Michael McCorquodale, PhD student working with Prof. Rich Brown, and his team (with individuals from the Business School) won first prize, $10,000, at the USF 2003 International Business Plan Competition. The team also won $1,000 for the best "pitch."

"The University of San Francisco New Venture Center [NVC] seeks to enhance entrepreneurial opportunities for USF Students, Alumni, and Faculty, the San Francisco Bay Area Community, and Entrepreneurs everywhere."

Specifically, the NVC Staff have worked to develop strong relationships with the San Francisco Bay Area Entrepreneurial and Venture Capital Communities by organizing business plan competitions, seminars, and community service activities.

For additional information, please click the web link below. [Full Story]

William R. Bennet Paper Award

I am delighted to announce that Kang Shin and a couple of his former students will be awarded the IEEE Communications Society William R. Bennett Prize Paper Award in the Field of Communications Circuits and Techniques for their paper: "The Blue Active Queue Management Algorithms" appearing in IEEE/ACM Transactions on Networking, August 2002. They will receive the award at ICC in Anchorage Alaska on Monday, May 12. This award brings honor to the whole department and strengthens our reputation in networking. Congratulations to Kang, Wu-chang Feng, Dilip D. Kandlur, and Debanjan Saha!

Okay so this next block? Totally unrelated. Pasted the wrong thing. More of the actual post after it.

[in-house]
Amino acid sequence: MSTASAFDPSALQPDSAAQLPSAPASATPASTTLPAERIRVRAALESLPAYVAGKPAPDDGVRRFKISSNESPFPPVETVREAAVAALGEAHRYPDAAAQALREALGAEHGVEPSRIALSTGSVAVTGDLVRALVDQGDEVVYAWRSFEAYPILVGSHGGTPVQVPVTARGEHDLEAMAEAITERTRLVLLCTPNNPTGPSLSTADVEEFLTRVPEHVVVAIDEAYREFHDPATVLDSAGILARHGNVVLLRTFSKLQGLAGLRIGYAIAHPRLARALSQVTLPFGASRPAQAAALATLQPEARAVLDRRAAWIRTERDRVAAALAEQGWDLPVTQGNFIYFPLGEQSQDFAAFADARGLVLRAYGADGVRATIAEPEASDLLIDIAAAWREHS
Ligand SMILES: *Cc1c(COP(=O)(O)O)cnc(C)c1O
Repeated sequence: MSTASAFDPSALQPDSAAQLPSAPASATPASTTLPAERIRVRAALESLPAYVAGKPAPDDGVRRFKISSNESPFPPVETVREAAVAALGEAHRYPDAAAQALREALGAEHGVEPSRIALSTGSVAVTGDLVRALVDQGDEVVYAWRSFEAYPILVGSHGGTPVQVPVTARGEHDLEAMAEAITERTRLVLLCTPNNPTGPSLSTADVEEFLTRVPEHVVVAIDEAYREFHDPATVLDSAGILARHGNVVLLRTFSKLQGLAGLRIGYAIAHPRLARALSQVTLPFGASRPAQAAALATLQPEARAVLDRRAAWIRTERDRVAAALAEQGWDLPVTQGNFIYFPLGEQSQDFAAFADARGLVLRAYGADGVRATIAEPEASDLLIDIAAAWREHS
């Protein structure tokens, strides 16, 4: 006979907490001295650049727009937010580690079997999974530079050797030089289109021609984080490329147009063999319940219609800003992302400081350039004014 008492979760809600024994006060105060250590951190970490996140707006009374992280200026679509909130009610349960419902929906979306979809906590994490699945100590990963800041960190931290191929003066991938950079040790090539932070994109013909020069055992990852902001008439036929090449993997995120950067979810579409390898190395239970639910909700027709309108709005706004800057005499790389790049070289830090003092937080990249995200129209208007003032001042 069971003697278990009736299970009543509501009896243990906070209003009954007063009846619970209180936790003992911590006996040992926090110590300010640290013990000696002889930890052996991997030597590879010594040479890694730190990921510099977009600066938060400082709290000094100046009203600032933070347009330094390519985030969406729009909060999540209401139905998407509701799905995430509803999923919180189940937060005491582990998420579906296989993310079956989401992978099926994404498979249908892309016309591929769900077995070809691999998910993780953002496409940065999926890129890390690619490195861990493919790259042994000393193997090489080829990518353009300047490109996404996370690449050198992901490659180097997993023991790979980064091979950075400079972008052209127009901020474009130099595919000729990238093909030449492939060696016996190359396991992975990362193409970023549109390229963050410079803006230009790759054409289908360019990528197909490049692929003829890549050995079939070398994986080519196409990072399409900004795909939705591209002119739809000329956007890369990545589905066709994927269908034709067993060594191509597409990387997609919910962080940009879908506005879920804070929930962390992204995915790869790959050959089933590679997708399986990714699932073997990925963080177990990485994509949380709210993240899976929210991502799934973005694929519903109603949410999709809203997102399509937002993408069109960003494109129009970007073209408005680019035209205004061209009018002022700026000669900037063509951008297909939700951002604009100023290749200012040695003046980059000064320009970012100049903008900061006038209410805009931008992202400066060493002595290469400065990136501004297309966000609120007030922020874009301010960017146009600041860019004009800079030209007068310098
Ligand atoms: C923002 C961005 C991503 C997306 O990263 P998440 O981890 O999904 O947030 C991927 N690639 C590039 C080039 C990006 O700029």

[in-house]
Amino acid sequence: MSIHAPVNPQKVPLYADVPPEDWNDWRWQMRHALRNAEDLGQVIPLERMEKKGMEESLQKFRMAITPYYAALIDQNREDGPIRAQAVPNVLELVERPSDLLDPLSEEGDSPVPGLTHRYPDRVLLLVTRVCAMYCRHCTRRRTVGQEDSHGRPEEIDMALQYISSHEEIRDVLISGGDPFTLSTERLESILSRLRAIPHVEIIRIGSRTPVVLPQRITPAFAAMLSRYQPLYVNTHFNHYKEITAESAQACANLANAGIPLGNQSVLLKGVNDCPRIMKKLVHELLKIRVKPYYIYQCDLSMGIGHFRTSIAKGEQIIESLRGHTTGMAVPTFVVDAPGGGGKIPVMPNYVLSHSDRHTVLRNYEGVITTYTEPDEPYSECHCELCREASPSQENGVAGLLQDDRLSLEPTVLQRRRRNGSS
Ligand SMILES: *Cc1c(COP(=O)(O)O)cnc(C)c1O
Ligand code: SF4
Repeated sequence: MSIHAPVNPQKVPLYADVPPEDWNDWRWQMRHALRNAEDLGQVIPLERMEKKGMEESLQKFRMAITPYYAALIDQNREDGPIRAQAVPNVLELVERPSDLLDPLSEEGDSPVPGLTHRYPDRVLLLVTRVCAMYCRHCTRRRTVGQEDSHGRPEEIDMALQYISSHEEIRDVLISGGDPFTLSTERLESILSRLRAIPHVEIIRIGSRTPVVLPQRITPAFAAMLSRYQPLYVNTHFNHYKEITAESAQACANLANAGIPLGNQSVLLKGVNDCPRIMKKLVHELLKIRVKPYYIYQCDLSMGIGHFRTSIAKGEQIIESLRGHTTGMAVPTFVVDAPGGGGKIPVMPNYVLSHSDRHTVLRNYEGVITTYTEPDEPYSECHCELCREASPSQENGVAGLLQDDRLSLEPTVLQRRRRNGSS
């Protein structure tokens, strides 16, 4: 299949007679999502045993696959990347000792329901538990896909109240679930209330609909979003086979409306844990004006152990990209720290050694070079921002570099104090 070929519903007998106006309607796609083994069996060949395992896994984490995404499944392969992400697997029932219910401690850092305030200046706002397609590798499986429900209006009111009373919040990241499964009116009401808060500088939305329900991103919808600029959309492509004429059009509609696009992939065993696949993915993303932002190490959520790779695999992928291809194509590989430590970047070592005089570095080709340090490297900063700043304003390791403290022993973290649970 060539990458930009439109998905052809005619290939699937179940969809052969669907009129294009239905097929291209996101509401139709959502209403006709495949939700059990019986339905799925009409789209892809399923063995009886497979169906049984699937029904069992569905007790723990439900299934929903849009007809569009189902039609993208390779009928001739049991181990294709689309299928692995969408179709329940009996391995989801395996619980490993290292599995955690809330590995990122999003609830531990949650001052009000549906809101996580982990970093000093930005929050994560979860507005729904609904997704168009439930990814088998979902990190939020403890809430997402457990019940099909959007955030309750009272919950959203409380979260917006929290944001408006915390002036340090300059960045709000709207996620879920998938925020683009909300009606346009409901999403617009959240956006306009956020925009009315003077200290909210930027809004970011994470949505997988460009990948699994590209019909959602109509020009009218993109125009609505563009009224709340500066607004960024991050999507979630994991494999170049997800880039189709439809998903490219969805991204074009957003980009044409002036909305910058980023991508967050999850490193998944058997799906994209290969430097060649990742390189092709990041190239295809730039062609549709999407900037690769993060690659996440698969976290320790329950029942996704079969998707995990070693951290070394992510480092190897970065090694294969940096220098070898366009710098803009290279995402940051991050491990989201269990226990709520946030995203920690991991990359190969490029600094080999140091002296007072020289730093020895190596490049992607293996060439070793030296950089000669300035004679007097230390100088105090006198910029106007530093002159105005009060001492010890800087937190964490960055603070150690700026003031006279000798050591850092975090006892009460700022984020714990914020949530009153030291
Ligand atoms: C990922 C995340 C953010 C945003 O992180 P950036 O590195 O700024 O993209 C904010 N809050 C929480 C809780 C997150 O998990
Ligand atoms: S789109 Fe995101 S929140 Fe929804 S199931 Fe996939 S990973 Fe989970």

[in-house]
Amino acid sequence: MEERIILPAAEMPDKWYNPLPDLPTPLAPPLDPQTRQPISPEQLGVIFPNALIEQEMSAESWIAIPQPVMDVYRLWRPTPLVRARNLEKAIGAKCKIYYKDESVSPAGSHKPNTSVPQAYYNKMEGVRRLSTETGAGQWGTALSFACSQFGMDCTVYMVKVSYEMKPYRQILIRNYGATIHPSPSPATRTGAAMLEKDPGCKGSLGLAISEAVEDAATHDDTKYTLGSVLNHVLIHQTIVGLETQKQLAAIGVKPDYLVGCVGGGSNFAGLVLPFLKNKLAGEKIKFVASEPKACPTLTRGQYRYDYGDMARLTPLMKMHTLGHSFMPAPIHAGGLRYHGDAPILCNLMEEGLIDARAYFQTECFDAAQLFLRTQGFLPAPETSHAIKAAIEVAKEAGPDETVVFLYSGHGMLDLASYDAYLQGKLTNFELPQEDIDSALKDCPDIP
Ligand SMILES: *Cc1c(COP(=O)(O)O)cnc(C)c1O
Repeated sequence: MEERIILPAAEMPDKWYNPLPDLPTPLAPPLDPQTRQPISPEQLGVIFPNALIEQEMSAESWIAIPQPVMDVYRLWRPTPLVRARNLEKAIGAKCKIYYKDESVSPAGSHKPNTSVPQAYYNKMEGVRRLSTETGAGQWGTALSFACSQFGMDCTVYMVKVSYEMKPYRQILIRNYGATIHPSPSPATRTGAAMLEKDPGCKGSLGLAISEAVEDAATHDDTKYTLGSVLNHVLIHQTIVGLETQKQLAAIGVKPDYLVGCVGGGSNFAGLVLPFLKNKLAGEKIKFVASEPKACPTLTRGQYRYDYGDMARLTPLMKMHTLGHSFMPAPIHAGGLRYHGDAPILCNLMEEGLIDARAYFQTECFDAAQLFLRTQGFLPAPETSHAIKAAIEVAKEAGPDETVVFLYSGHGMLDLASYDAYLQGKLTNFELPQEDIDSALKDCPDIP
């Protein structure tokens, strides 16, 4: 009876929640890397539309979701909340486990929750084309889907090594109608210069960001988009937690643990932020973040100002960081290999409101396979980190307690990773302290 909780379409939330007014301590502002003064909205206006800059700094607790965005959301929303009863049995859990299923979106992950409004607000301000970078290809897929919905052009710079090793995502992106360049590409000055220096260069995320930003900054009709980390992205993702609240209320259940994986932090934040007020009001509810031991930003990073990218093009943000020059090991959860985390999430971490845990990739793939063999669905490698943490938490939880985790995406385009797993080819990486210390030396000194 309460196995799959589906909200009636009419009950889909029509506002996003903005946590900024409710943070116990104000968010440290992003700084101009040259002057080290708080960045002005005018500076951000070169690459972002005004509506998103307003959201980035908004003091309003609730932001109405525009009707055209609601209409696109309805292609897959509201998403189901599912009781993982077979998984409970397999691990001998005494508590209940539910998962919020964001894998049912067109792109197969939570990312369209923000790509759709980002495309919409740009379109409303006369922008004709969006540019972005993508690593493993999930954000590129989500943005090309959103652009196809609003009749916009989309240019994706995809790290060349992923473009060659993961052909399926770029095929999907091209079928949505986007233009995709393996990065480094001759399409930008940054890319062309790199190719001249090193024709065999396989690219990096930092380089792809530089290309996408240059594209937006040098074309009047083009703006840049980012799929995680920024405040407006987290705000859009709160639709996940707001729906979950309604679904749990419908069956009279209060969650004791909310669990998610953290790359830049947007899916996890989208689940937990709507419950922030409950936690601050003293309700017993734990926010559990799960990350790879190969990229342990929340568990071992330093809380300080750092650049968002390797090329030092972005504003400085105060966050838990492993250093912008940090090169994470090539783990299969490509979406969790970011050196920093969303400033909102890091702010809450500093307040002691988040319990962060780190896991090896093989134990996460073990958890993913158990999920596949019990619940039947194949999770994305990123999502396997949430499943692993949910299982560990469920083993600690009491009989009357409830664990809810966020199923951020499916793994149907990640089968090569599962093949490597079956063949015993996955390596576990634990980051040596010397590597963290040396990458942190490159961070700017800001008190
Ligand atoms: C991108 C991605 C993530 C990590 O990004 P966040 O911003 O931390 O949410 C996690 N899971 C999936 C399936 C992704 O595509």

Rich

Jamie Phillips Wins NSF CAREER Award

I am delighted to announce that Jamie Phillips, who came to the Department as an assistant professor in January 2002, has been awarded an NSFCAREER Award for his proposal titled "Ferroelectric HeterostructureIntegration With GaAs Optoelectronic Devices." This is a great way toget started. Congratulations, Jamie!

Rich [Full Story]
Related Topics:  Phillips, Jamie D.  

Nam Sung Kim: Humantech Thesis Prize

Congratulations to Nam Sung Kim, a candidate for the PHD in VLSI whose advisor is Trevor Mudge, who recently won a silver medal and a check for $5,000 in the Humantech Thesis Prize competition awarded by Samsung Electronics. The prize is in its 8th year and the winners were selected from among 633 entries that came from over 60 institutions from around the world. Nam's award was the highest awarded to someone from a non- Korean institution.

EECS Student Named World's Smartest Person

Andrew Nierman, Ph.D. candidate in Computer Science under Professor Jagadish, has just won the first International High IQ Society's "World's Smartest Person" competition. More info can be found at the Ann Arbor News link below. [Full Story]